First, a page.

President Obama's bold announcement last week on Cuba has upended the conventional narrative that his administration, buffeted by foreign policy crises throughout 2014, had lost its ability to set the international agenda. Instead, he seems poised to make 2015 a year when he at last realizes his earliest supporters' hopes for dramatic change, and makes irreversible the new direction for America's role in the world whose promise had earned him the Nobel Peace Prize in his first months in office.
The twinned crises that dogged Obama's foreign policy team this past year, and led to declining approval ratings for the president's conduct of foreign affairs, have certainly not gone away. Russian president Vladimir Putin's challenge to Ukraine after it slipped out of his orbit in February, and the metastasis of the international jihad against Syria's suffocating regime into a cross-border "Islamic State," remain to be resolved.
But the sanctions regime targeting Russia's elites that Obama forged with Europe has proved remarkably successful, in tandem with the fortuitous crash in oil prices, in imposing costs on Putin's aggressiveness. And the carefully calibrated American efforts to marshal an international coalition to contain and reverse ISIL's explosion into Iraq and to encourage political transition there are producing successes.
The prospects are brightening for a slow-motion end to both crises in 2015. The run on the ruble appears to be chastening Putin, one of the world's most reviled leaders in global opinion surveys even before the Ukraine crisis. The United Nations mediator Staffan DeMistura is finding growing receptiveness to prospective ceasefires among the belligerents in Syria's civil war, which could end the slaughter and start a political transition as ISIL begins to buckle.
Turning the corner on these two crises, or at least containing them, has liberated Obama to reclaim the initiative on the world stage. The Cuba opening will not transform global power relations as did Jimmy Carter's announcement of diplomatic relations with Beijing 36 years before (almost to the very day!). But it disinfects a longstanding abscess in U.S. relations with Latin America and ends an annual embarrassment at the United Nations, where the entire international community denounces the folly of Washington's Cuba embargo by votes of 188 to 2.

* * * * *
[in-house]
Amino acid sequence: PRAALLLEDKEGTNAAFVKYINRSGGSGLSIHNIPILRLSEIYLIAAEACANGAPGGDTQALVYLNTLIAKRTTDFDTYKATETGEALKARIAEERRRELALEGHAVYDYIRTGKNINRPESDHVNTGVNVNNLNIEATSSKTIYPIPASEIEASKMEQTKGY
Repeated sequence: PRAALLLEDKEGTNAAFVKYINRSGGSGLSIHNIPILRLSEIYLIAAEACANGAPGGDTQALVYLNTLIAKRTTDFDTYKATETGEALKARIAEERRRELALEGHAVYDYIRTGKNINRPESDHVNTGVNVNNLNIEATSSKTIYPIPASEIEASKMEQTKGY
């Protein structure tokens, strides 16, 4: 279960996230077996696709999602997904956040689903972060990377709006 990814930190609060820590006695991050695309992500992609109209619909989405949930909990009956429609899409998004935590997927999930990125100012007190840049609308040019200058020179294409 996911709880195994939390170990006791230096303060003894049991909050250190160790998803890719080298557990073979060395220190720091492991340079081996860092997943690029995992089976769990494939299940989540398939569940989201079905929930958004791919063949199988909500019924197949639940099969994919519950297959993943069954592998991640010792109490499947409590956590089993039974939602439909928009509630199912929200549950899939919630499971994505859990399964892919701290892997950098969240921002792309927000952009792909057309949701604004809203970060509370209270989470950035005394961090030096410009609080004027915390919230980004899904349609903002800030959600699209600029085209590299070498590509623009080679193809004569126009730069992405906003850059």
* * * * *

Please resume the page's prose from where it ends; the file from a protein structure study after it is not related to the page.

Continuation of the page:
In denouncing Obama's Cuba initiative, Republican political figures have planted themselves firmly in the past, just as they had denounced diplomatic ties with China and the Panama Canal treaty. They have done the same with Obama's other major break with Washington's paralysis this fall: the sweeping executive orders tightening enforcement of environmental emissions, which have proved the crucial shock therapy to put languishing climate change negotiations back on track.
From his first days in office, Obama identified climate change as an urgent priority. It is no accident that he combined his Nobel lecture in Oslo in 2009 with a stop in Copenhagen to try personally to keep foundering negotiations alive. For five years he felt constrained by congressional conservatives' success in blocking climate legislation. His resort to executive orders has quickly paid off in a November accord bringing China aboard, the world's other top greenhouse gas emitter, and in broad agreement at U.N. negotiations that ended in Lima last week.
Prospects now look much brighter for a breakthrough pact emerging from the final round of negotiations scheduled for Paris next fall. Moreover, U.S. public opinion, after a dip following the 2008 economic meltdown, has congealed behind the need to halt global warming. Obama is effectively daring any Republican challenger to try to reverse the climate course he hopes to enshrine in 2015 in a global pact of universal reach.
Yet another breakthrough after Cuba that is likely to be consummated in the coming year is with Iran. Iranian president Hassan Rowhani is as motivated as Obama and his secretary of state, John Kerry, to seal a nuclear deal that can clear the decks for formal diplomatic relations. Beyond that, closer cooperation will depend on whether Rowhani's allies in Tehran can outmaneuver entrenched fanatics in Iran's political and security apparatus. Still, as with Cuba, it is hard to see how a Republican successor to Obama could sever diplomatic relations with Iran once they have been restored.
Of course, the main driver of Washington militancy against any deal with Iran has been the intensely nationalist government of Binyamin Netanyahu in Israel. Yet Israeli politics themselves are in flux, and as 2014 draws to its end there appears to be a real chance that Knesset elections at winter's end may produce a new political constellation, one that can resume the negotiating track with the Palestinians that former prime minister Ehud Olmert insists was on the brink of success six years ago.
An Israeli-Palestinian peace accord would of course be the big megillah, one that would crown Obama's last two years. It is something in which Kerry invested major effort with difficult partners after becoming secretary of state, and in which he would readily reengage with a new Israeli government. Perhaps concerns about a European economic noose tightening around the West Bank settlement project will factor in as well. Whether change becomes possible is in Israeli voters'--and Palestinians'--hands, though, not Washington's.
So Cuba will almost certainly prove to be just the first of several breakthroughs that Obama can make on the global stage in 2015. Climate change and Iran are likely to follow. More uncertainly, and more gradually, progress in restoring Ukraine's political integrity and moving Syria to a nonviolent political transition is certainly possible.
And the biggest, most elusive prize of all, peace in the Holy Land, is not yet inconceivable for the supposed "lame duck" Barack Obama.